Posted - 06-02-2018 No Comments


Vote 100

Today we mark 100 years since the passing of the Representation of the People Act 1918, which gave women the right to vote in UK Parliamentary elections for the first time. This followed a long campaign, reflected in the Library’s collections, for example in the records of the Llangollen Women’s Suffrage Society and David Lloyd George’s correspondence. The campaign contained elements who wanted to make their case within the existing political structures, while others favoured more dramatic action, and in Wales, Lloyd George was often the target.


There had been significant opposition to allowing women to vote in Parliamentary elections but the Great War did much to change attitudes and it came as little surprise when Lloyd George’s government tabled legislation in Parliament to extend the right to vote to include some women which would come into effect in time for the first election after the war.

In that election, only one women stood for a constituency in Wales and the first woman wasn’t elected to Parliament from a Welsh constituency until Megan Lloyd George won the Anglesey seat in 1929. The first time in which women won half the seats in a nationwide election in Wales was in the elections to the National Assembly for Wales in 2003.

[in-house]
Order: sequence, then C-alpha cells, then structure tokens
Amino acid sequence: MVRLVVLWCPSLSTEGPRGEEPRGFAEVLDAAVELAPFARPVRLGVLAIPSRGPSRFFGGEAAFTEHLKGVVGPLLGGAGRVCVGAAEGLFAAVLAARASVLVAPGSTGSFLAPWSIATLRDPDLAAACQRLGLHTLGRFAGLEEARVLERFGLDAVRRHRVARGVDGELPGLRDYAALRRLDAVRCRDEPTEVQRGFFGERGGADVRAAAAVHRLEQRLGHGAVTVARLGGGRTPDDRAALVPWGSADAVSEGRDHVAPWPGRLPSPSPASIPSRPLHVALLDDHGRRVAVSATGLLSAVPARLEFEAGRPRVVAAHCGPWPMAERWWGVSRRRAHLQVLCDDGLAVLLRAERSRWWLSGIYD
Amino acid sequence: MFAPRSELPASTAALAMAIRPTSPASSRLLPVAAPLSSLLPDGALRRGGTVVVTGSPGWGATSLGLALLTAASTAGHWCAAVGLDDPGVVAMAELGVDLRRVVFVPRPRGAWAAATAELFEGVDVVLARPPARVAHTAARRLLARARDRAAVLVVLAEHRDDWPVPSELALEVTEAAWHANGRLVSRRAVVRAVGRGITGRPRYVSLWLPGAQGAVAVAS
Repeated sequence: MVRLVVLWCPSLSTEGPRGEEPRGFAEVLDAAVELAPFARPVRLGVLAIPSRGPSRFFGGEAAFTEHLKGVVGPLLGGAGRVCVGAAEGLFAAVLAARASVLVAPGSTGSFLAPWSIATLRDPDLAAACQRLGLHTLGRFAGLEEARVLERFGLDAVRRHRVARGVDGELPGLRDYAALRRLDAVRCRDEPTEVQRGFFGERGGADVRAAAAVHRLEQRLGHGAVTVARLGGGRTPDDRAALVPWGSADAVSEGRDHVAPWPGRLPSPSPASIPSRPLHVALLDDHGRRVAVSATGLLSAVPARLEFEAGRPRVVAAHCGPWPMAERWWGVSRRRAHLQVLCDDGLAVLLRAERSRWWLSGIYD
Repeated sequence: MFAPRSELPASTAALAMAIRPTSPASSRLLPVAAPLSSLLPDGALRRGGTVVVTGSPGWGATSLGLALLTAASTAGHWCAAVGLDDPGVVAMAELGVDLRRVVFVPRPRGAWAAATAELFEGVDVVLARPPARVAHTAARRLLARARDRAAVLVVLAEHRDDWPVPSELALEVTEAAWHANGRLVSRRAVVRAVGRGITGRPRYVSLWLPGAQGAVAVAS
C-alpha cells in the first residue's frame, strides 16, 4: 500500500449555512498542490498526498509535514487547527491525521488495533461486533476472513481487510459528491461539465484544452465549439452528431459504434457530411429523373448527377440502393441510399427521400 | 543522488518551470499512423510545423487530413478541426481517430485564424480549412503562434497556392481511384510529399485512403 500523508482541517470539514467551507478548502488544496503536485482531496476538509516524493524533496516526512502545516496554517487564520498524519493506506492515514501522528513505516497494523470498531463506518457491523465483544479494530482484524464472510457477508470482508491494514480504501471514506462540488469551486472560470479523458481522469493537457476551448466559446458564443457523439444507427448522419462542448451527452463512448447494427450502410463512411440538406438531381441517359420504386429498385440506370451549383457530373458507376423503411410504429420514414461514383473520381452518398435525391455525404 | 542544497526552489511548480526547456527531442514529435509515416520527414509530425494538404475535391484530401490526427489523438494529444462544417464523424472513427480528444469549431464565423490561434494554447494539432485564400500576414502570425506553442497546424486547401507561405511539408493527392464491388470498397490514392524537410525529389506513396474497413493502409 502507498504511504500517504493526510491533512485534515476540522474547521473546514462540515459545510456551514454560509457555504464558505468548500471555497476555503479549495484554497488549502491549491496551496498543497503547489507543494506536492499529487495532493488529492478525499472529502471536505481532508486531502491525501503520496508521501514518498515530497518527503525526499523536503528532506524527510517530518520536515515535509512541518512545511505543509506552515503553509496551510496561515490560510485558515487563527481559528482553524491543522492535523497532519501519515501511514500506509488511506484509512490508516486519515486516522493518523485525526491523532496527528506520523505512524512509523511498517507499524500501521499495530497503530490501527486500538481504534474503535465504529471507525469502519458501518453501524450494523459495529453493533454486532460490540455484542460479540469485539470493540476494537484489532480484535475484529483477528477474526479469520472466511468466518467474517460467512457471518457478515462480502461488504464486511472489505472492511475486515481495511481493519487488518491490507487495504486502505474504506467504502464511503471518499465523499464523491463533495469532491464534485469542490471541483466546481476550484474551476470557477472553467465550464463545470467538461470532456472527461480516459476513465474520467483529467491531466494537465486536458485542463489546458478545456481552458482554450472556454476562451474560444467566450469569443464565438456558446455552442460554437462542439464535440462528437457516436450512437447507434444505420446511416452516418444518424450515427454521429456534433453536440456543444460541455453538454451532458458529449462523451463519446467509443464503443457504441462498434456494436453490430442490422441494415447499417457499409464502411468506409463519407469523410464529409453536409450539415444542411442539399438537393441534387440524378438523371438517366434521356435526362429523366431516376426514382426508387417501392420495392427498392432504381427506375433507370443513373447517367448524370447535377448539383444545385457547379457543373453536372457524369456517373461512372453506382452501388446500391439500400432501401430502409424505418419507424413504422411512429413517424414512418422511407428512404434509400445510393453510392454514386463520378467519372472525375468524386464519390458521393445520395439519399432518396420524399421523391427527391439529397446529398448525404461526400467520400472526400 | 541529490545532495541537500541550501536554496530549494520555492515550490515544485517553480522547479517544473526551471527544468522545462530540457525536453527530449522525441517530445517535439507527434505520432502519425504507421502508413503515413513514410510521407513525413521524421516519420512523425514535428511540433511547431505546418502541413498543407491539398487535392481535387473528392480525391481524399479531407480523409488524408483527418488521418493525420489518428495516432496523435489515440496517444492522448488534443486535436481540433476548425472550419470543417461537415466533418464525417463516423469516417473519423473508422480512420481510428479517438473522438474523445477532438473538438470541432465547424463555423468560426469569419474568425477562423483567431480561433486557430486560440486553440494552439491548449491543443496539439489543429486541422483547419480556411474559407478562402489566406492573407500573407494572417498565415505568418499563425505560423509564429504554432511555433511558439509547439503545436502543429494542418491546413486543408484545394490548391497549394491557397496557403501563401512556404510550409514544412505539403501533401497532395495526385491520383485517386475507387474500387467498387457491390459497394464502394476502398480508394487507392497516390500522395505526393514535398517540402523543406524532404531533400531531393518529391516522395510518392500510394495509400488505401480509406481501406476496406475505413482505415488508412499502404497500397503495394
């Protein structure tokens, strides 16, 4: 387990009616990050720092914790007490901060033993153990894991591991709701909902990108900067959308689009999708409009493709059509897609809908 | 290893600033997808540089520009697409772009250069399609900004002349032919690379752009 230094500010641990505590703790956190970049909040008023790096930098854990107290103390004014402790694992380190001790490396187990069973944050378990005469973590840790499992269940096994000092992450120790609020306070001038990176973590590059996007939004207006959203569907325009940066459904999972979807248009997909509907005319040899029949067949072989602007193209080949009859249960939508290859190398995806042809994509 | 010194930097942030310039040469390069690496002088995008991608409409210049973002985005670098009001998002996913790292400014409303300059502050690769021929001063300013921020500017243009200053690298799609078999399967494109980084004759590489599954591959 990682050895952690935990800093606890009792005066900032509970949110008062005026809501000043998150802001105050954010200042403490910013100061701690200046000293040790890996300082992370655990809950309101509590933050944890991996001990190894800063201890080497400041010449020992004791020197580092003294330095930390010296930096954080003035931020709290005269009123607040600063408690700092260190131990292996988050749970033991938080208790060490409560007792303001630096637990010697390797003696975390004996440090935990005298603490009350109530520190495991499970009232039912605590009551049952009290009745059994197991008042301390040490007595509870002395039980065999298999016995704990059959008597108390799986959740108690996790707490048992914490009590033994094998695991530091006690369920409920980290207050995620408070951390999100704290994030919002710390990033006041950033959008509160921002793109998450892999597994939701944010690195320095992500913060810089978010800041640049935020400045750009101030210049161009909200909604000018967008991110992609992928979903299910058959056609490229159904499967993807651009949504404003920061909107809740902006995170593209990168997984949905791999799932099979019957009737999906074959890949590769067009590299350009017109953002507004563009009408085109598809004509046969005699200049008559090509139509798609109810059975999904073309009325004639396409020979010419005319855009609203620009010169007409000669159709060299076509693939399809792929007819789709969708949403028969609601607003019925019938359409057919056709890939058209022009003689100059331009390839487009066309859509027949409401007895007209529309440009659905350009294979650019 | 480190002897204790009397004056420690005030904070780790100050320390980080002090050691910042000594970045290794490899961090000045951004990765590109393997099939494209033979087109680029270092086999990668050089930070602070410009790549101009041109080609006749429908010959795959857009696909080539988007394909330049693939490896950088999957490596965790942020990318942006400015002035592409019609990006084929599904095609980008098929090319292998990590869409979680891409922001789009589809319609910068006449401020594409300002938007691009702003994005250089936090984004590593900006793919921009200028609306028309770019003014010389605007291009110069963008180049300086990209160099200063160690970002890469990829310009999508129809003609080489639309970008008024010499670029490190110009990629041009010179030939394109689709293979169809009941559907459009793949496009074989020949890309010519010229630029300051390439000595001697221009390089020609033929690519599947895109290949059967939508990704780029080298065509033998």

As well as holding material related to the women’s suffrage campaign, the Library is also home to the archievs of many prominent women MPs and MEPs including Megan Lloyd George, Baroness Randerson, Eirene White, Ann Clwyd, and Beata Brookes.

Many women were also politically active outside Parliament, for example as part of a political party and in one case, as the leader of a council. Gwenllian Morgan was elected Mayor of Brecon in 1910, 8 years before she was able to vote for her own MP.

Even though the 1918 was an important step forward, it only gave the right to vote to women over 30 years old. Women had to wait another 10 years to gain the right to vote in Parliamentary elections on equal terms with men, when the voting age was equalised at 21.

Rob Phillips

This post is also available in: Welsh



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A blog about the work and collections of the National Library of Wales.

Due to the more personal nature of blogs it is the Library's policy to publish postings in the original language only. An equal number of blog posts are published in both Welsh and English, but they are not the same postings. For a translation of the blog readers may wish to try facilities such as Google Translate.

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